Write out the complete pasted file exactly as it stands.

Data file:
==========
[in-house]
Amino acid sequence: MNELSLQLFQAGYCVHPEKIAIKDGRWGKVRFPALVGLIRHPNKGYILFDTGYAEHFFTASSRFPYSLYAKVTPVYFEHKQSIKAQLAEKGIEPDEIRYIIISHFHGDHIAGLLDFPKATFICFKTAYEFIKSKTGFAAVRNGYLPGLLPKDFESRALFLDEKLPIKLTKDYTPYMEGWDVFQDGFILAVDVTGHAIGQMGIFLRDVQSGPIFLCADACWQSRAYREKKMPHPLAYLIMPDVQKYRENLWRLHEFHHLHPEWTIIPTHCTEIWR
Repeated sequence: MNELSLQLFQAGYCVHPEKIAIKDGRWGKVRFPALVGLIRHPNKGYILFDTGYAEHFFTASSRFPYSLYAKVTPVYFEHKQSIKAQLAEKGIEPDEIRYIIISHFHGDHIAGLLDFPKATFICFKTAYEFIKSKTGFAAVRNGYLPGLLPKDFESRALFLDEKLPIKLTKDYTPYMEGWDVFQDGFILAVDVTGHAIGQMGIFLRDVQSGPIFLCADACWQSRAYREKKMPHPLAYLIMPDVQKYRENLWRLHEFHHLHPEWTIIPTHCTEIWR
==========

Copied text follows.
[in-house]
Amino acid sequence: MNELSLQLFQAGYCVHPEKIAIKDGRWGKVRFPALVGLIRHPNKGYILFDTGYAEHFFTASSRFPYSLYAKVTPVYFEHKQSIKAQLAEKGIEPDEIRYIIISHFHGDHIAGLLDFPKATFICFKTAYEFIKSKTGFAAVRNGYLPGLLPKDFESRALFLDEKLPIKLTKDYTPYMEGWDVFQDGFILAVDVTGHAIGQMGIFLRDVQSGPIFLCADACWQSRAYREKKMPHPLAYLIMPDVQKYRENLWRLHEFHHLHPEWTIIPTHCTEIWR
Repeated sequence: MNELSLQLFQAGYCVHPEKIAIKDGRWGKVRFPALVGLIRHPNKGYILFDTGYAEHFFTASSRFPYSLYAKVTPVYFEHKQSIKAQLAEKGIEPDEIRYIIISHFHGDHIAGLLDFPKATFICFKTAYEFIKSKTGFAAVRNGYLPGLLPKDFESRALFLDEKLPIKLTKDYTPYMEGWDVFQDGFILAVDVTGHAIGQMGIFLRDVQSGPIFLCADACWQSRAYREKKMPHPLAYLIMPDVQKYRENLWRLHEFHHLHPEWTIIPTHCTEIWR